Related HTPC Supported Activities
- International Workshop on Current and future prospects of alternative methods for cosmetics safety testing, November 29 – 30, 2012, Brasilia, Brazil
Humane Society Family Activities Related to Promoting 21st Century Science
Lobbying efforts in 2012 focused on shifting appropriations within existing programs to prioritize funding for non-animal approaches to toxicological assessment:
(p. 107) Tox21 Program.—The Committee supports NIH’s leadership role in the Tox21 program, a collaborative effort with the EPA and the FDA to adopt advanced molecular biological and computational methods in lieu of animal toxicity tests for conducting chemical risk assessments. The Committee encourages NIH to continue to expand its extramural support for the use of human biology-based experimental and computational approaches in health research to further define toxicity and disease pathways and develop tools for their integration into evaluation strategies. Extramural and intramural funding should be made available for the evaluation of the
relevance and reliability of Tox21 methods and prediction tools to assure readiness and utility for regulatory purposes, including pilot studies of pathway-based risk assessments. The Committee asks NIH to provide a report on fiscal year 2012 and 2013 funding for these activities in the fiscal year 2014 congressional budget justification.
(p. 48) Endocrine Disruptor Research.—The Committee has longstanding interest in EPA’s effort in determining possible health and environmental effects of chemicals. To improve analysis of chemicals, EPA needs to improve its scientific understanding of chemical properties in order to better inform the Agency’s Contaminant Candidate List as required by the Safe Drinking Water Act; Air Toxics Strategy as required under the Clean Air Act; and all required activities under the Toxic Substances Control Act. EPA is directed to provide a report to the Committee that details its current and future efforts to develop approaches to understand the toxicity of chemicals in terms of molecular ‘‘groups’’ or ‘‘families’’ based on the chemical’s intrinsic properties. In addition, as part of EPA’s overall efforts to modernize risk assessment protocols, the Committee encourages EPA to incorporate the various recommendations of the National Academy of Sciences report, ‘‘Science and Decisions,’’ and develop a report on the latest scientific literature on low-dose toxicity and non-monotonic dose response curves.
(p. 49) ToxCast.— The Committee supports EPA’s leadership role in the creation of a new paradigm for chemical risk assessment based on the incorporation of advanced molecular biological and computational methods in lieu of animal toxicity tests. The Committee encourages EPA to continue to expand its support for the use of human biology-based experimental and computational approaches in health research to further define toxicity and disease pathways and develop tools for their integration into evaluation strategies. Funding should be made available for the evaluation of the relevance and reliability of Tox21 methods and prediction tools to assure readiness and utility for regulatory purposes, including pilot studies of pathway-based risk assessments. The Committee directs that EPA provide a report on associated funding in fiscal year 2013 for the aforementioned activities and a progress report of Tox21 activities in the fiscal year 2014 Congressional justification, featuring a five-year plan for projected budgets for the development of Tox21 methods, and including prediction models and activities specifically focused on establishing scientific confidence in them for regulatory applications.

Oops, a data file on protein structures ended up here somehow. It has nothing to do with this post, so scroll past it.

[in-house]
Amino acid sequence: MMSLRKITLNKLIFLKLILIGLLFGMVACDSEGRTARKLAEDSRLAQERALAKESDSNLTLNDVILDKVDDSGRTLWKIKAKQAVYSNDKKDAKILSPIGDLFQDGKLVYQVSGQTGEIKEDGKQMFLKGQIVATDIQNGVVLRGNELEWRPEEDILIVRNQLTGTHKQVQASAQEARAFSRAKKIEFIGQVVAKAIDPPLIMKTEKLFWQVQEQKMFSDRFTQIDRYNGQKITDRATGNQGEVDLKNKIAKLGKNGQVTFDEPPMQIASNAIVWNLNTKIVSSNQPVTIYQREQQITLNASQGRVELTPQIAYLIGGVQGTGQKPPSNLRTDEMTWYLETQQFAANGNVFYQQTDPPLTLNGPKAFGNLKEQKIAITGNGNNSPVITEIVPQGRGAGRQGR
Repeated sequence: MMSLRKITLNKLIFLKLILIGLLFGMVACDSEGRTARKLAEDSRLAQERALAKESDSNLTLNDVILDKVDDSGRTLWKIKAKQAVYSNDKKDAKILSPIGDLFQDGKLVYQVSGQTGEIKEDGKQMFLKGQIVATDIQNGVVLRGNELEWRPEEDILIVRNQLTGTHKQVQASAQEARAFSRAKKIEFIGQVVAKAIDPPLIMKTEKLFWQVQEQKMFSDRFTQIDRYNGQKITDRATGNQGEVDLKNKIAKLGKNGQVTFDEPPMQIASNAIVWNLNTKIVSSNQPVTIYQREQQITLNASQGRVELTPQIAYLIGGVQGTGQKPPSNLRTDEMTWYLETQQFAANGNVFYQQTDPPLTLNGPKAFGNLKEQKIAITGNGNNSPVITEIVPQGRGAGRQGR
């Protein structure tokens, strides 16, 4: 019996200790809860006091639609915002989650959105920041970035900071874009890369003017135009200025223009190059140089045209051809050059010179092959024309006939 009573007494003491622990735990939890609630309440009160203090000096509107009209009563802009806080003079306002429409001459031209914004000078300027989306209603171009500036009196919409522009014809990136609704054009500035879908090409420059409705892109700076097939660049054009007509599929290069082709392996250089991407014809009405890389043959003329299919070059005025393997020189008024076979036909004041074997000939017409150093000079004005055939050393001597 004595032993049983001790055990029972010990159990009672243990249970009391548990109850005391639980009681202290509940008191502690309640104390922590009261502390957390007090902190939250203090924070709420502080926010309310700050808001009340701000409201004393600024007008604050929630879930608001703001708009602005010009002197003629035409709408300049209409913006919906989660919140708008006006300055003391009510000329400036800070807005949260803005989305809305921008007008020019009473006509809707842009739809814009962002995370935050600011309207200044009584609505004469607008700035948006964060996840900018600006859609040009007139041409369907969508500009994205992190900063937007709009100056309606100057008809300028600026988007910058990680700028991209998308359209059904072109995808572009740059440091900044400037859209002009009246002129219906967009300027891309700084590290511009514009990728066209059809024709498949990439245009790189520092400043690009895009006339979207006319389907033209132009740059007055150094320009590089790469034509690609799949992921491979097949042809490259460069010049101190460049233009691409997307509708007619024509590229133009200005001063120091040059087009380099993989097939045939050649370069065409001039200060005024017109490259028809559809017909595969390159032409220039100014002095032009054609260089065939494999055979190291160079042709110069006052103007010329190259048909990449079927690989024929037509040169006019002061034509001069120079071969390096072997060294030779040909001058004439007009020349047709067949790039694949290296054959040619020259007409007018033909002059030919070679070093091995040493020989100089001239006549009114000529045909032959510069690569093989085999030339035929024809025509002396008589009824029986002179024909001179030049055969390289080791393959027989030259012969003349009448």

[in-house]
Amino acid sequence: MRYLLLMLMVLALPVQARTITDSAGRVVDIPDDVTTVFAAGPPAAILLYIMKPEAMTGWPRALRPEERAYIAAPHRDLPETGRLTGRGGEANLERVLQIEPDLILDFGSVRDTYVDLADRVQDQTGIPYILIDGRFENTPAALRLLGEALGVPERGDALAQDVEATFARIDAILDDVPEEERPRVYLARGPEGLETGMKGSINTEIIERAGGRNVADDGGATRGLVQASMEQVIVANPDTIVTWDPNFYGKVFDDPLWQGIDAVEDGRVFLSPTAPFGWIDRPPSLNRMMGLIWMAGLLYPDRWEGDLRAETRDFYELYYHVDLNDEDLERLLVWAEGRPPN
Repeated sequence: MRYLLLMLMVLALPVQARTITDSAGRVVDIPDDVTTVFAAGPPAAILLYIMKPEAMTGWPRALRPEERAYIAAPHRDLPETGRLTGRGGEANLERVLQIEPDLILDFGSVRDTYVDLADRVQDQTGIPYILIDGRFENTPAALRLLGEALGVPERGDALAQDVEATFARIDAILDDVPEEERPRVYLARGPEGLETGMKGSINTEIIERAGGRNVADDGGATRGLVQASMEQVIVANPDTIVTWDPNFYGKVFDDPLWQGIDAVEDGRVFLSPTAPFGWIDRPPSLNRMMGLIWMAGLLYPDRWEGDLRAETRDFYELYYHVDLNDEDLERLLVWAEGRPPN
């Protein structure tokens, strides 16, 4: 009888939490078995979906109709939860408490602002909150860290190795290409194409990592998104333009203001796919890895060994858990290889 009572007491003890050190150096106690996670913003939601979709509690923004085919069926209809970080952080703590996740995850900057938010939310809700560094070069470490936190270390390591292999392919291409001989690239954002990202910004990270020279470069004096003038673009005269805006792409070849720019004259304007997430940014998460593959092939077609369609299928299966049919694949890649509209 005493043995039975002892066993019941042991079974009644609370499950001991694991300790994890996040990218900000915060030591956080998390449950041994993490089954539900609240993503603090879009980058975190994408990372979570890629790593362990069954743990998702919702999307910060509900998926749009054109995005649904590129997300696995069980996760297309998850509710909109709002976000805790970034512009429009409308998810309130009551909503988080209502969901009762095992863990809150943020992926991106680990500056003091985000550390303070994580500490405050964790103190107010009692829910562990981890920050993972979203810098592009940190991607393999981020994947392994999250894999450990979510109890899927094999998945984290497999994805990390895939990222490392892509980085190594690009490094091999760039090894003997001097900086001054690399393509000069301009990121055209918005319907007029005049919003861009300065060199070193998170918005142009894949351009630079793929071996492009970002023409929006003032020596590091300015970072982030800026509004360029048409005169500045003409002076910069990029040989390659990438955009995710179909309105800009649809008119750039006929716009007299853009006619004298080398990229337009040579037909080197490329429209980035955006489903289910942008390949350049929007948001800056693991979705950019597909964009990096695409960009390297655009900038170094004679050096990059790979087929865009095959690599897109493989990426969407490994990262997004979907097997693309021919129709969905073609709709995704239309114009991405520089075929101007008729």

On 10 October, 2012, Humane Society International and MEP Mario Pirillo of the Group of the Progressive Alliance of Socialists and Democrats hosted a workshop on “Advancing Safety Science and Health Research with Innovative, Non-Animal Tools” that recommended dedicated funding for pathway-based approaches to evaluating toxicity and disease as well as the formation of a transatlantic research partnership between the European Union and the United States to bolster the technology revolution taking place in pharmaceutical and chemical safety testing using cutting-edge non-animal techniques. Horizon 2020 is the European Union’s new funding programme for research, which will run from 2014 through 2020.
Chemicals, including those used in consumer goods, industrial processes and medicinal products, are essential to modern life, yet we lack innovative, efficient and human-relevant testing tools to inform regulatory safety decisions. New approaches are needed to promote economic growth, protect against adverse health and environmental impacts of chemicals, replace animal use, and support greener chemistries and safer products. But hope is on the horizon: Europe’s new Framework Programme for research and innovation—Horizon 2020—has the potential to revolutionize not only our approach to safety testing, but the field of human health research as a whole.